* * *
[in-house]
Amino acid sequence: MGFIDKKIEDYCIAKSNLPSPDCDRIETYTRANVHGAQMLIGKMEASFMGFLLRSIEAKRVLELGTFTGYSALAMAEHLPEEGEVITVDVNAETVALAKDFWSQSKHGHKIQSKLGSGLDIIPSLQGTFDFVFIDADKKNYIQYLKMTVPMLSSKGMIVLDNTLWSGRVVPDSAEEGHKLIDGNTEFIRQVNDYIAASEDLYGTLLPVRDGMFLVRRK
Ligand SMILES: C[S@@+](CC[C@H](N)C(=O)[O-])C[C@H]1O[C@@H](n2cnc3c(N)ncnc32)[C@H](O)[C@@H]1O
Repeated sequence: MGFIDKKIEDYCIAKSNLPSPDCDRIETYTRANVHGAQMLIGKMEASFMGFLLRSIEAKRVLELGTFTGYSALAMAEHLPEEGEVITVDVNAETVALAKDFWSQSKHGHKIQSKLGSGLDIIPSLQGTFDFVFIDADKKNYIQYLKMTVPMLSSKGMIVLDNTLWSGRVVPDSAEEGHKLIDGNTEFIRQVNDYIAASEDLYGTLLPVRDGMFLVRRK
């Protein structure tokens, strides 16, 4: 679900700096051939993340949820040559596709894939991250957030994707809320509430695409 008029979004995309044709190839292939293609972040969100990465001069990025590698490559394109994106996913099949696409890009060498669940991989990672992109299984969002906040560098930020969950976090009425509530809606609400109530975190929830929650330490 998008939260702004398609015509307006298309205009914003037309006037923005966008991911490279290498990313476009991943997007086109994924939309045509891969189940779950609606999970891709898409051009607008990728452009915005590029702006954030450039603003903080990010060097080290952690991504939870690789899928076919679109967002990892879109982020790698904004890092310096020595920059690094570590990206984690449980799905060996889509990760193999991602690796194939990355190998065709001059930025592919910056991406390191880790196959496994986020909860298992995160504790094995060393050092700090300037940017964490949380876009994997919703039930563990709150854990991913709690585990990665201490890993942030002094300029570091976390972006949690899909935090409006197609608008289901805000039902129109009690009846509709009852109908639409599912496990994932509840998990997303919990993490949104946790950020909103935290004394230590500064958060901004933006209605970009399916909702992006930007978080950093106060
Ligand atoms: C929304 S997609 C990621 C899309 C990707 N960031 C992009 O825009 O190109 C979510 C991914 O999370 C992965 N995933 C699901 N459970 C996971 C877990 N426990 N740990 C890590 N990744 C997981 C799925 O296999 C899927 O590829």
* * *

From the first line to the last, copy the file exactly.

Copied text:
[in-house]
Amino acid sequence: MGFIDKKIEDYCIAKSNLPSPDCDRIETYTRANVHGAQMLIGKMEASFMGFLLRSIEAKRVLELGTFTGYSALAMAEHLPEEGEVITVDVNAETVALAKDFWSQSKHGHKIQSKLGSGLDIIPSLQGTFDFVFIDADKKNYIQYLKMTVPMLSSKGMIVLDNTLWSGRVVPDSAEEGHKLIDGNTEFIRQVNDYIAASEDLYGTLLPVRDGMFLVRRK
Ligand SMILES: C[S@@+](CC[C@H](N)C(=O)[O-])C[C@H]1O[C@@H](n2cnc3c(N)ncnc32)[C@H](O)[C@@H]1O
Repeated sequence: MGFIDKKIEDYCIAKSNLPSPDCDRIETYTRANVHGAQMLIGKMEASFMGFLLRSIEAKRVLELGTFTGYSALAMAEHLPEEGEVITVDVNAETVALAKDFWSQSKHGHKIQSKLGSGLDIIPSLQGTFDFVFIDADKKNYIQYLKMTVPMLSSKGMIVLDNTLWSGRVVPDSAEEGHKLIDGNTEFIRQVNDYIAASEDLYGTLLPVRDGMFLVRRK
């Protein structure tokens, strides 16, 4: 679900700096051939993340949820040559596709894939991250957030994707809320509430695409 008029979004995309044709190839292939293609972040969100990465001069990025590698490559394109994106996913099949696409890009060498669940991989990672992109299984969002906040560098930020969950976090009425509530809606609400109530975190929830929650330490 998008939260702004398609015509307006298309205009914003037309006037923005966008991911490279290498990313476009991943997007086109994924939309045509891969189940779950609606999970891709898409051009607008990728452009915005590029702006954030450039603003903080990010060097080290952690991504939870690789899928076919679109967002990892879109982020790698904004890092310096020595920059690094570590990206984690449980799905060996889509990760193999991602690796194939990355190998065709001059930025592919910056991406390191880790196959496994986020909860298992995160504790094995060393050092700090300037940017964490949380876009994997919703039930563990709150854990991913709690585990990665201490890993942030002094300029570091976390972006949690899909935090409006197609608008289901805000039902129109009690009846509709009852109908639409599912496990994932509840998990997303919990993490949104946790950020909103935290004394230590500064958060901004933006209605970009399916909702992006930007978080950093106060
Ligand atoms: C929304 S997609 C990621 C899309 C990707 N960031 C992009 O825009 O190109 C979510 C991914 O999370 C992965 N995933 C699901 N459970 C996971 C877990 N426990 N740990 C890590 N990744 C997981 C799925 O296999 C899927 O590829």